On June 22, the American Library Association (ALA) announced a new competitive grant program, sponsored by Google, that will fund a cohort of school and public libraries to develop resources to help get US libraries “Ready to Code.” The $500,000 pilot program is part of Phase III of Libraries Ready to Code, an ongoing collaboration between ALA and Google to ensure that expert library professionals are prepared to develop and deliver programming that promotes computer science (CS) and computational thinking (CT) among youth.
Some 25–50 participating libraries will receive funding from ALA, along with consulting expertise and operational support from Google. Individual libraries may use the funding for devices, staffing, marketing, and other costs associated with piloting and rapidly implementing a CS educational toolkit developed in partnership with libraries, for libraries. The toolkit, set to release in conjunction with National Library Week in April 2018, will consist of CS resources that libraries find most useful for designing and implementing youth CS programming, as well as a guide to accompany those resources. This cohort of libraries will also initiate a community of practice to sustain momentum and build expertise across thousands of other school and public US libraries.
“It’s clearer than ever that young people need coding skills, and libraries are the perfect place to teach those skills,” said ALA President Julie B. Todaro. “A key part of the ALA-Google collaboration is providing coding opportunities for youth underrepresented in CS education and careers—especially girls, African Americans, and Hispanic Americans.”
Because libraries already play a central role in access to technology among students underrepresented in CS fields, they serve the families and youth that can most benefit from the resources that the ALA-Google collaboration will create. These youth face barriers to entering and staying in careers in computer science. According to the Bureau of Labor Statistics, in 2016 only 8% of computing jobs were held by African Americans, 7% by Hispanics and Latinos, and 24% by women. Promoting coding activities in libraries can significantly contribute to diversifying the CS field.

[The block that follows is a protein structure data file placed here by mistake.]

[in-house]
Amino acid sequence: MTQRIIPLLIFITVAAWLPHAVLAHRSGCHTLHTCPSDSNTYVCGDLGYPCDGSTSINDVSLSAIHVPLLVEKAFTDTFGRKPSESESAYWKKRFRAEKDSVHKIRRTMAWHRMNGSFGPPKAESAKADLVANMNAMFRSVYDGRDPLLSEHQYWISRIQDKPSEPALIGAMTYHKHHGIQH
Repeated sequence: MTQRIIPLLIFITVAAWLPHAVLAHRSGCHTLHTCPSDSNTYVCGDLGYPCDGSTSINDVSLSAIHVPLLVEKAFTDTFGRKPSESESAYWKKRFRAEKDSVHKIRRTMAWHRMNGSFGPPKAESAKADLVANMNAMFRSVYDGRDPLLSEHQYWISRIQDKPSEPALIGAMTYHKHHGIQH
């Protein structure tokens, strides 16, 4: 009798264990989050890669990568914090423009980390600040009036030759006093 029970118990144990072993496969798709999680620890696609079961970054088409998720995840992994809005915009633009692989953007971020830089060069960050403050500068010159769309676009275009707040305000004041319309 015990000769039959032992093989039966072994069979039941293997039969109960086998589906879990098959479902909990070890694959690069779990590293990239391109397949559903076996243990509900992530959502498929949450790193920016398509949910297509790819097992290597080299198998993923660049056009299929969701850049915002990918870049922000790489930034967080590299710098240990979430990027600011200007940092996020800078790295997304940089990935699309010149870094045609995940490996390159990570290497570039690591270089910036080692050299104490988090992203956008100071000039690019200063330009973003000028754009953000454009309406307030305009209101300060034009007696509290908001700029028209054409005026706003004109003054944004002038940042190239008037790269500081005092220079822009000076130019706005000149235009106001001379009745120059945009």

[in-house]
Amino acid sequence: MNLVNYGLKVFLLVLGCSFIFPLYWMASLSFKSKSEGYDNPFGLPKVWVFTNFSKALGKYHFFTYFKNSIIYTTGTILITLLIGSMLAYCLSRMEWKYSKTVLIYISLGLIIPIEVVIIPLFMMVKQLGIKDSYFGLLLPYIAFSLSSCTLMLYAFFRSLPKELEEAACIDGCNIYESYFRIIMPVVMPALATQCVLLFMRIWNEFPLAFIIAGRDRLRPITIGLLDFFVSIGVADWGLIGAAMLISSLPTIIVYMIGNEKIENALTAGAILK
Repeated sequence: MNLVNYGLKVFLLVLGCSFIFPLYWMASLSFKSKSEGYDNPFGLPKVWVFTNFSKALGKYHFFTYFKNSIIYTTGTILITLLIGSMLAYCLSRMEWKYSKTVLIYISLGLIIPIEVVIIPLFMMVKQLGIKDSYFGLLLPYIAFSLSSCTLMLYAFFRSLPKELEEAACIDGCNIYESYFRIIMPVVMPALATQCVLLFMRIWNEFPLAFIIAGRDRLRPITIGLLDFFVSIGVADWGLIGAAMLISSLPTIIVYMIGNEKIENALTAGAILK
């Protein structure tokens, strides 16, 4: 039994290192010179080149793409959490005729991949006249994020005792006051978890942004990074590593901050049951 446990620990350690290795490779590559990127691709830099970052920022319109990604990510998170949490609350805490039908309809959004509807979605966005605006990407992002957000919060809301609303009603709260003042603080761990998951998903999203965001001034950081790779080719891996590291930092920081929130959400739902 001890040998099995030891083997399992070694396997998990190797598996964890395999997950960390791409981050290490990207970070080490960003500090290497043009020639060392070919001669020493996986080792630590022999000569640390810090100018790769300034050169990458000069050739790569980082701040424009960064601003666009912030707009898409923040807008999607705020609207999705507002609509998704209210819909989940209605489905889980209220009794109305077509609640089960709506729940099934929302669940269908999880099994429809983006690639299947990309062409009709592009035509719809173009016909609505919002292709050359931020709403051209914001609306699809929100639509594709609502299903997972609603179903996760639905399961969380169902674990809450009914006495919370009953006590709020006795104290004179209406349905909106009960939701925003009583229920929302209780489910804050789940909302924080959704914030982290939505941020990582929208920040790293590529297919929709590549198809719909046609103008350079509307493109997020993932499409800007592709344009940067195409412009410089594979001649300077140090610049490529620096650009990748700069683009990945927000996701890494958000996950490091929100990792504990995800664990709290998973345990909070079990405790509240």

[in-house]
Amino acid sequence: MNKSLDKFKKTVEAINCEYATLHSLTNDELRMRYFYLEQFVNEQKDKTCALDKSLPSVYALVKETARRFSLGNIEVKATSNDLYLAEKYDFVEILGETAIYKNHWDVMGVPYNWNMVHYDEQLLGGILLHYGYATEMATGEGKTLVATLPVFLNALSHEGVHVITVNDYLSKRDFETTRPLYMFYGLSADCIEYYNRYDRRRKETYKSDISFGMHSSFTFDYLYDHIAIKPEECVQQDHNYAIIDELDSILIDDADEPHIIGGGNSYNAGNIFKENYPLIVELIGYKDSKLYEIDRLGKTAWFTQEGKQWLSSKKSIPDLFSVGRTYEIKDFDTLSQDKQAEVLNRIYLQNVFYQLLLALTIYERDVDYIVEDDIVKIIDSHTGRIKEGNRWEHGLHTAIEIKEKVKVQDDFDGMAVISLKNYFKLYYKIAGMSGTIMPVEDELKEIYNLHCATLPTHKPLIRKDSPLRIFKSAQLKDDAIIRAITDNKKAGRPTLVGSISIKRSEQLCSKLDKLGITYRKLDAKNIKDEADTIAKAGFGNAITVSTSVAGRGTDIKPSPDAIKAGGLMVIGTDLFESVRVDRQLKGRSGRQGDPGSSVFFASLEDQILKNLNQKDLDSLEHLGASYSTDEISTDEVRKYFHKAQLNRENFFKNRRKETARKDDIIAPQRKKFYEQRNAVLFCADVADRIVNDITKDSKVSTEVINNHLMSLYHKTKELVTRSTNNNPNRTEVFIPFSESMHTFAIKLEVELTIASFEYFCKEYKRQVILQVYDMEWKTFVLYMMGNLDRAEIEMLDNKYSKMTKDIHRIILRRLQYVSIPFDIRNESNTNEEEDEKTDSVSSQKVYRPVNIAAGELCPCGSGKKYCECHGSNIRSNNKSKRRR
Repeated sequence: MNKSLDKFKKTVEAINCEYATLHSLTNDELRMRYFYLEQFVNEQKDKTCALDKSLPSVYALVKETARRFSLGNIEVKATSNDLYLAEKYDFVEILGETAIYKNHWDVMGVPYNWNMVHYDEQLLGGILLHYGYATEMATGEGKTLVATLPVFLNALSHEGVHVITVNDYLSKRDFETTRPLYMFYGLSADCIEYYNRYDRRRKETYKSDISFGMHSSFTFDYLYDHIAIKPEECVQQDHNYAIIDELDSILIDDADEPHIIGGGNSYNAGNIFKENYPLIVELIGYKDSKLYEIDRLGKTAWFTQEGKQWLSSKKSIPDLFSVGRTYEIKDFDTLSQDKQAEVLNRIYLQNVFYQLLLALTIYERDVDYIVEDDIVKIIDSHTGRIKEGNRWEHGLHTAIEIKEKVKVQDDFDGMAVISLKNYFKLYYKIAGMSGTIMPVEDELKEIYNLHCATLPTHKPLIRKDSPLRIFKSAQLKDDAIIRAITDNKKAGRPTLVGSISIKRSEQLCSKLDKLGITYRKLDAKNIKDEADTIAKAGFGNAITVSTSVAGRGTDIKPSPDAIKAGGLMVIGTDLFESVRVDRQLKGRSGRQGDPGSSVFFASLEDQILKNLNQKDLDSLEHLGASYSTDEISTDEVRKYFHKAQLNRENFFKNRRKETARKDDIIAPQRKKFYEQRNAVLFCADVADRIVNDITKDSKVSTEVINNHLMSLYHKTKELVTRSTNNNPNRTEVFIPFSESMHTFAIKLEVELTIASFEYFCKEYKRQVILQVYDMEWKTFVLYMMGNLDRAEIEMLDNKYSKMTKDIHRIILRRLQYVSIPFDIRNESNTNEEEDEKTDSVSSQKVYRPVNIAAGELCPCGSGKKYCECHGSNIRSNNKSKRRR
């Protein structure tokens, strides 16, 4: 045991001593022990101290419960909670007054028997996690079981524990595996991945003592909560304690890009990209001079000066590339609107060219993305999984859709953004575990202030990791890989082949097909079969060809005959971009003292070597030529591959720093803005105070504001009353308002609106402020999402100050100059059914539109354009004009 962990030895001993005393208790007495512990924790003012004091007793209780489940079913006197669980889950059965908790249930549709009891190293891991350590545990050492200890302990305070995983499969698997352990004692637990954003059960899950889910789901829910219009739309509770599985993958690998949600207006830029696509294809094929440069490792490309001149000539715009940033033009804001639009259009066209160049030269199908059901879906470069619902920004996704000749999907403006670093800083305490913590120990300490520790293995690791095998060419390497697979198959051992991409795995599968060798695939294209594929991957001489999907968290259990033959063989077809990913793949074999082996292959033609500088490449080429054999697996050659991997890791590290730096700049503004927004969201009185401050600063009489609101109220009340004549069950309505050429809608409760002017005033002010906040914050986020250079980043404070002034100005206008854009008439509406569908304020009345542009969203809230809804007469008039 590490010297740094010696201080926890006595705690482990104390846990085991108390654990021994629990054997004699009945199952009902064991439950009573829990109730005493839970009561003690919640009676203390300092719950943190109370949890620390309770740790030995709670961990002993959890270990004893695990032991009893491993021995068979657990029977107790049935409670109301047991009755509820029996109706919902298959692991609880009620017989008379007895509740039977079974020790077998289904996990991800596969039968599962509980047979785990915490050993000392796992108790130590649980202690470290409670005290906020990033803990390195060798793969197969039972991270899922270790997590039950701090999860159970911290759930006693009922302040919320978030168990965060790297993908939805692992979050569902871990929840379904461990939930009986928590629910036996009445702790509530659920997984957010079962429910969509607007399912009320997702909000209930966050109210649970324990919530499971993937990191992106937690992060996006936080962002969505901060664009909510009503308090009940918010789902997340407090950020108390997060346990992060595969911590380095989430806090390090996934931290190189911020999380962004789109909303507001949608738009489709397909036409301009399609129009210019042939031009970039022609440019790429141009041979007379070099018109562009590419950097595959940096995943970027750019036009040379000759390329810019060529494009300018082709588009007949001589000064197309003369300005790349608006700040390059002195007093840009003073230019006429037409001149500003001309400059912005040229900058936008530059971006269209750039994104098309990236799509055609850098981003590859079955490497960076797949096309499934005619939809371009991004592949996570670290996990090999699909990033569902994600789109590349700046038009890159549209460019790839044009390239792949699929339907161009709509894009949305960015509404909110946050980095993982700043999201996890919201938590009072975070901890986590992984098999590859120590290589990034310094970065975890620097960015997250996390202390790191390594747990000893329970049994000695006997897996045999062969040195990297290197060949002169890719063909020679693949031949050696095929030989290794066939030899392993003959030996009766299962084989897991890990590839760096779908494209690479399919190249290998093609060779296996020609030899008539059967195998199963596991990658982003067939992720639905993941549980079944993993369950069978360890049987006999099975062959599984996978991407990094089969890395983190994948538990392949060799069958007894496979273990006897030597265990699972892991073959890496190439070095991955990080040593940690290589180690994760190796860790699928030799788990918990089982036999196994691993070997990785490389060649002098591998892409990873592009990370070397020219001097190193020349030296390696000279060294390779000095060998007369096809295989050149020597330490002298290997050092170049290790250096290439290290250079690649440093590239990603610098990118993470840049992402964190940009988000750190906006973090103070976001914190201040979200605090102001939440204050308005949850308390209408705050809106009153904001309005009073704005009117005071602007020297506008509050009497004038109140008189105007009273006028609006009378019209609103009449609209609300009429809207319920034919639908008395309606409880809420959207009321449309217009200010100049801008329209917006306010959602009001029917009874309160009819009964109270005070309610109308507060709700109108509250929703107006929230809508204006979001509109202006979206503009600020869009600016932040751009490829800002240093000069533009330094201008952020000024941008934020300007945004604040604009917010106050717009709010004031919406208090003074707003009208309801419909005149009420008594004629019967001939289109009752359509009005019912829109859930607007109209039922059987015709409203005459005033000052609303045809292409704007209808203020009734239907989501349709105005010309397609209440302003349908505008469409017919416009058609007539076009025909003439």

“It is essential to provide libraries with the resources they need to engage youth and prepare them for the future,” said Nicky Rigg of Google’s CS Education team. “Libraries are the cornerstones of our communities, and we’re proud to partner with ALA in an effort to bring the best of what we have to offer to communities across the country.”
Phase III of Libraries Ready to Code builds upon the research in Phase I to provide a landscape of CS education activity in US libraries and the Phase II support for masters-level Library and Information Science faculty.
Libraries Ready to Code aims to prepare young people for more than just careers in CS. The critical thinking and systematic problem-solving skills youth cultivate in coding activities are transferable to many fields, according to the Libraries Ready to Code Phase I report. These computational thinking (CT) skills help youth analyze and break down complex problems into solvable units to transform data into understanding.
“All kids benefit from coding activities—not only those planning to work in technology-specific fields,” said Marijke Visser, associate director of the ALA Office for Information Technology Policy (OITP) and Libraries Ready to Code project manager. “The CT skills youth develop through coding activities prepare kids for success no matter where they head when they leave high school. Ready to Code librarians help kids connect their interests to learning opportunities in college or to careers they may not have even considered, especially for youth from diverse backgrounds.”
Google announced Libraries Ready to Code Phase III at a private reception in Chicago on June 22, one day before the start of the ALA Annual Conference, whose program lineup reflects the growing trend for library engagement in CS education. OITP and Google are offering seven sessions related to libraries and coding, including an introduction to Ready to Code and a workshop on how libraries can work to close the digital gap.
“What influences youth, especially those from diverse backgrounds, to choose a career in computer science or technology,” said Google Software Engineer Jessie Chavez during the reception, “is to be exposed to it, to be encouraged to use it, and have different avenues by which to enter the field. We have to embrace computational thinking, which is at the core of what we do. That means you have to think like a programmer. Developing initiatives like this with ALA will help libraries throughout the country to encourage kids to embrace coding, whether they want to do it to design a sports car, to create music, or to help cure cancer.”
The Young Adult Library Services Association (YALSA) will administer the program on behalf of ALA. The request for proposals will be released in mid-July and applications accepted through August 2017. The selection committee will comprise representatives from the American Association of School Librarians (AASL), Association for Library Service to Children (ALSC), OITP, and YALSA. Final cohort libraries will be announced in October. For more information, contact ALA Project Director Marijke Visser at firstname.lastname@example.org.